Product Managers Play Tug-of-War

tug of war

63% of product managers report to marketing and 24% report to development. 22% of requirements managers report to marketing with 55% in the development organization. These reporting structures can over-emphasize the needs of new users and super-users, while shortchanging the needs of the majority of users. Product managers will constantly be playing tug-of-war to get time to do the right thing.

The Softletter Survey

Softletter executed a survey earlier this year, which found that almost two thirds of product managers report to marketing, and a majority of requirements managers report to development. Detailed survey results are available by Subscription.

SVPG

The Silicon Valley Product Group recently published an article about this very issue. They point out significant problems with both reporting structures. Hat tip to Nils for finding this one. Nilsnet is on our blogroll and makes good reading – you should check it out.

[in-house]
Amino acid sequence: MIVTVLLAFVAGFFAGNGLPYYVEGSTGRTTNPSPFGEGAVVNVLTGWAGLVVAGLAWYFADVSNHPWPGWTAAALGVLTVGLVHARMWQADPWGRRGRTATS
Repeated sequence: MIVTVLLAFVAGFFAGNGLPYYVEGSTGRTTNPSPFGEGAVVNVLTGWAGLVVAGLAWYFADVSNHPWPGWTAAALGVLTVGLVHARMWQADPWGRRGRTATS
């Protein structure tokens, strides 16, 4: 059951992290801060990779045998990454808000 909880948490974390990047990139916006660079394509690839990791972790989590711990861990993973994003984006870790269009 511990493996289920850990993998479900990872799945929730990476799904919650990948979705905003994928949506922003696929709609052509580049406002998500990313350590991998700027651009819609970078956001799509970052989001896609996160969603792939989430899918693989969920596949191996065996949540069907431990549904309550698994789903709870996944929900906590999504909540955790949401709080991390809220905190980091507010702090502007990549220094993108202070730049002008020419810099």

Product management in the marketing group:

Further, what usually happens is that the product marketing role and the product management role get combined. These roles and the skills required so different that what usually ends up happening is that one or the other (or both) gets poorly executed.

Product management in the development group:

Moreover, it’s easy for the product management team to be consumed in the details and pressures of producing the detailed specs rather than looking at the market opportunity and charting a winning product strategy and roadmap.